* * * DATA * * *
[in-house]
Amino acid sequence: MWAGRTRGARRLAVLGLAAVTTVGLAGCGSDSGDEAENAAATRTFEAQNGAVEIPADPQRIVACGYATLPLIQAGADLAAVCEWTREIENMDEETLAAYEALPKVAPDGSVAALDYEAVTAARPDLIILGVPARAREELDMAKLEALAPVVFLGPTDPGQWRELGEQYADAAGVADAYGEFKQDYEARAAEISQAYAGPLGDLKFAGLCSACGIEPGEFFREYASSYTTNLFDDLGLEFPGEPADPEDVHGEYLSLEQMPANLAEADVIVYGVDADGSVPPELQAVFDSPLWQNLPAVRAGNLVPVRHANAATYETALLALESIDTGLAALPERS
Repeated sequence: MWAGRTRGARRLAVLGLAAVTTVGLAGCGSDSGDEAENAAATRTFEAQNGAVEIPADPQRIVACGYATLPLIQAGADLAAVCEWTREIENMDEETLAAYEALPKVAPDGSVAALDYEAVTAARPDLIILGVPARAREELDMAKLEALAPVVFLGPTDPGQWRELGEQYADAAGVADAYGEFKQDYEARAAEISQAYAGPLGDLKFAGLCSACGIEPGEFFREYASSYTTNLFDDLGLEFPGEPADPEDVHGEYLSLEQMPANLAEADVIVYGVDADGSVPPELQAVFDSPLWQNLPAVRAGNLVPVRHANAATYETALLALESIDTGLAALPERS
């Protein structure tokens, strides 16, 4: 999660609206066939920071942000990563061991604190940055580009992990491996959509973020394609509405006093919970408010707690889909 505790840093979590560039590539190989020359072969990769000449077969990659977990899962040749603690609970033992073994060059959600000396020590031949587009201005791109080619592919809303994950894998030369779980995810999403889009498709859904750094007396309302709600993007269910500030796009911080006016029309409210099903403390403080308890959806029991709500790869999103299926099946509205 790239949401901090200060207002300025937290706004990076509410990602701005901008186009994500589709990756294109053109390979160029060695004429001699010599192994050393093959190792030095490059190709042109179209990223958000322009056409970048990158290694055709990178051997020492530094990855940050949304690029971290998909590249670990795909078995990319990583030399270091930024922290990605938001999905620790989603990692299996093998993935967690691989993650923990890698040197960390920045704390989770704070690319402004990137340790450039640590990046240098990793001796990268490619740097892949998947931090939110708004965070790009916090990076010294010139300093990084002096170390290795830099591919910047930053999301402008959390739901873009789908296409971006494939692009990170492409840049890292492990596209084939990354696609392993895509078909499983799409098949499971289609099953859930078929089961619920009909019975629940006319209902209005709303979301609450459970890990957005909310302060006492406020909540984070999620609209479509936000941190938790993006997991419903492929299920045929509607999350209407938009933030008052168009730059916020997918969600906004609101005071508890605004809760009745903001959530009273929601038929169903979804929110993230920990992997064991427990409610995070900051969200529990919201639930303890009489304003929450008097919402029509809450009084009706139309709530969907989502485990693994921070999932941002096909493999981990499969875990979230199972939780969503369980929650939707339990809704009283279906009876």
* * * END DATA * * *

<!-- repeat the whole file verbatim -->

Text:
[in-house]
Amino acid sequence: MWAGRTRGARRLAVLGLAAVTTVGLAGCGSDSGDEAENAAATRTFEAQNGAVEIPADPQRIVACGYATLPLIQAGADLAAVCEWTREIENMDEETLAAYEALPKVAPDGSVAALDYEAVTAARPDLIILGVPARAREELDMAKLEALAPVVFLGPTDPGQWRELGEQYADAAGVADAYGEFKQDYEARAAEISQAYAGPLGDLKFAGLCSACGIEPGEFFREYASSYTTNLFDDLGLEFPGEPADPEDVHGEYLSLEQMPANLAEADVIVYGVDADGSVPPELQAVFDSPLWQNLPAVRAGNLVPVRHANAATYETALLALESIDTGLAALPERS
Repeated sequence: MWAGRTRGARRLAVLGLAAVTTVGLAGCGSDSGDEAENAAATRTFEAQNGAVEIPADPQRIVACGYATLPLIQAGADLAAVCEWTREIENMDEETLAAYEALPKVAPDGSVAALDYEAVTAARPDLIILGVPARAREELDMAKLEALAPVVFLGPTDPGQWRELGEQYADAAGVADAYGEFKQDYEARAAEISQAYAGPLGDLKFAGLCSACGIEPGEFFREYASSYTTNLFDDLGLEFPGEPADPEDVHGEYLSLEQMPANLAEADVIVYGVDADGSVPPELQAVFDSPLWQNLPAVRAGNLVPVRHANAATYETALLALESIDTGLAALPERS
């Protein structure tokens, strides 16, 4: 999660609206066939920071942000990563061991604190940055580009992990491996959509973020394609509405006093919970408010707690889909 505790840093979590560039590539190989020359072969990769000449077969990659977990899962040749603690609970033992073994060059959600000396020590031949587009201005791109080619592919809303994950894998030369779980995810999403889009498709859904750094007396309302709600993007269910500030796009911080006016029309409210099903403390403080308890959806029991709500790869999103299926099946509205 790239949401901090200060207002300025937290706004990076509410990602701005901008186009994500589709990756294109053109390979160029060695004429001699010599192994050393093959190792030095490059190709042109179209990223958000322009056409970048990158290694055709990178051997020492530094990855940050949304690029971290998909590249670990795909078995990319990583030399270091930024922290990605938001999905620790989603990692299996093998993935967690691989993650923990890698040197960390920045704390989770704070690319402004990137340790450039640590990046240098990793001796990268490619740097892949998947931090939110708004965070790009916090990076010294010139300093990084002096170390290795830099591919910047930053999301402008959390739901873009789908296409971006494939692009990170492409840049890292492990596209084939990354696609392993895509078909499983799409098949499971289609099953859930078929089961619920009909019975629940006319209902209005709303979301609450459970890990957005909310302060006492406020909540984070999620609209479509936000941190938790993006997991419903492929299920045929509607999350209407938009933030008052168009730059916020997918969600906004609101005071508890605004809760009745903001959530009273929601038929169903979804929110993230920990992997064991427990409610995070900051969200529990919201639930303890009489304003929450008097919402029509809450009084009706139309709530969907989502485990693994921070999932941002096909493999981990499969875990979230199972939780969503369980929650939707339990809704009283279906009876």